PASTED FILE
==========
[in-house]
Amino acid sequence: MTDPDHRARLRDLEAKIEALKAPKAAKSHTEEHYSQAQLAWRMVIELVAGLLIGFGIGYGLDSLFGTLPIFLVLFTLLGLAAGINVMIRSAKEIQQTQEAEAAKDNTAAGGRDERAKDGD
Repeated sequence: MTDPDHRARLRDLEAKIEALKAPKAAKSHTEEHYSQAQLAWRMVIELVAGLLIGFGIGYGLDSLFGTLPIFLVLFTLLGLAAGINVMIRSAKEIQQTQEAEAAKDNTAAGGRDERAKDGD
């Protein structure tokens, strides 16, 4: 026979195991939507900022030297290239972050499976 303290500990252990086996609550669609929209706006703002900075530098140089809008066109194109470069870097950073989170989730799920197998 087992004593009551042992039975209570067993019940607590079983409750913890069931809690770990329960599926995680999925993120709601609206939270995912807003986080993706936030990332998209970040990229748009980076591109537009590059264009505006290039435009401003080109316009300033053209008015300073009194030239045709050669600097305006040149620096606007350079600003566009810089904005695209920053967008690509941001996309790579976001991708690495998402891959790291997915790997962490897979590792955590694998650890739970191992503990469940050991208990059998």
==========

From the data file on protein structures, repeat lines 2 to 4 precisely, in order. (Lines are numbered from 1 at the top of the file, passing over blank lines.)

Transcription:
Amino acid sequence: MTDPDHRARLRDLEAKIEALKAPKAAKSHTEEHYSQAQLAWRMVIELVAGLLIGFGIGYGLDSLFGTLPIFLVLFTLLGLAAGINVMIRSAKEIQQTQEAEAAKDNTAAGGRDERAKDGD
Repeated sequence: MTDPDHRARLRDLEAKIEALKAPKAAKSHTEEHYSQAQLAWRMVIELVAGLLIGFGIGYGLDSLFGTLPIFLVLFTLLGLAAGINVMIRSAKEIQQTQEAEAAKDNTAAGGRDERAKDGD
């Protein structure tokens, strides 16, 4: 026979195991939507900022030297290239972050499976 303290500990252990086996609550669609929209706006703002900075530098140089809008066109194109470069870097950073989170989730799920197998 087992004593009551042992039975209570067993019940607590079983409750913890069931809690770990329960599926995680999925993120709601609206939270995912807003986080993706936030990332998209970040990229748009980076591109537009590059264009505006290039435009401003080109316009300033053209008015300073009194030239045709050669600097305006040149620096606007350079600003566009810089904005695209920053967008690509941001996309790579976001991708690495998402891959790291997915790997962490897979590792955590694998650890739970191992503990469940050991208990059998």